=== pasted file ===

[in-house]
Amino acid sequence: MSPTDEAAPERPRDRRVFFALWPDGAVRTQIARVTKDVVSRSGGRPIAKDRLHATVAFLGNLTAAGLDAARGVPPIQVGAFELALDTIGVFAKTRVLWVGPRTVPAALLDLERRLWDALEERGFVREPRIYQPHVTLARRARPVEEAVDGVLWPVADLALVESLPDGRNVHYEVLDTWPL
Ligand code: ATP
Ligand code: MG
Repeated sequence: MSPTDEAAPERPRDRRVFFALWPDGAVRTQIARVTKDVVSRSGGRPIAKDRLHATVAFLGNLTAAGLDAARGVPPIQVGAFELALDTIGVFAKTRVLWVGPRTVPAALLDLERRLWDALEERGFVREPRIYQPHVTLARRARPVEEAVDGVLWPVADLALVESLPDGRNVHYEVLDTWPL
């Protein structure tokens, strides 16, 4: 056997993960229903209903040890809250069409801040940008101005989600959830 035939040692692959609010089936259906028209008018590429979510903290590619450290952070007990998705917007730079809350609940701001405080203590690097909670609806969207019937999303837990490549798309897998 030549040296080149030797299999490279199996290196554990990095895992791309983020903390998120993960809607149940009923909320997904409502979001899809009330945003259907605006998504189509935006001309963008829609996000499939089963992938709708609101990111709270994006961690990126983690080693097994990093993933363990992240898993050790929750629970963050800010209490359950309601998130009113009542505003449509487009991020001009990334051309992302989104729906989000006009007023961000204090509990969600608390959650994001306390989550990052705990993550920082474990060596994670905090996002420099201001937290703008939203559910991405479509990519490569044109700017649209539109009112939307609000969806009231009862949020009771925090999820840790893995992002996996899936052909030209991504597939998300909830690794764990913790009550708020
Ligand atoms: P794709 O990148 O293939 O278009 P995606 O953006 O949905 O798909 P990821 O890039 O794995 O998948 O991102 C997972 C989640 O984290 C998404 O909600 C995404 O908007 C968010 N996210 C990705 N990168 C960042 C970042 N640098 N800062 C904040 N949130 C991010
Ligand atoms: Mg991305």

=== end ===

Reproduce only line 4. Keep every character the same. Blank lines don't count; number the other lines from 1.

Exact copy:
Ligand code: MG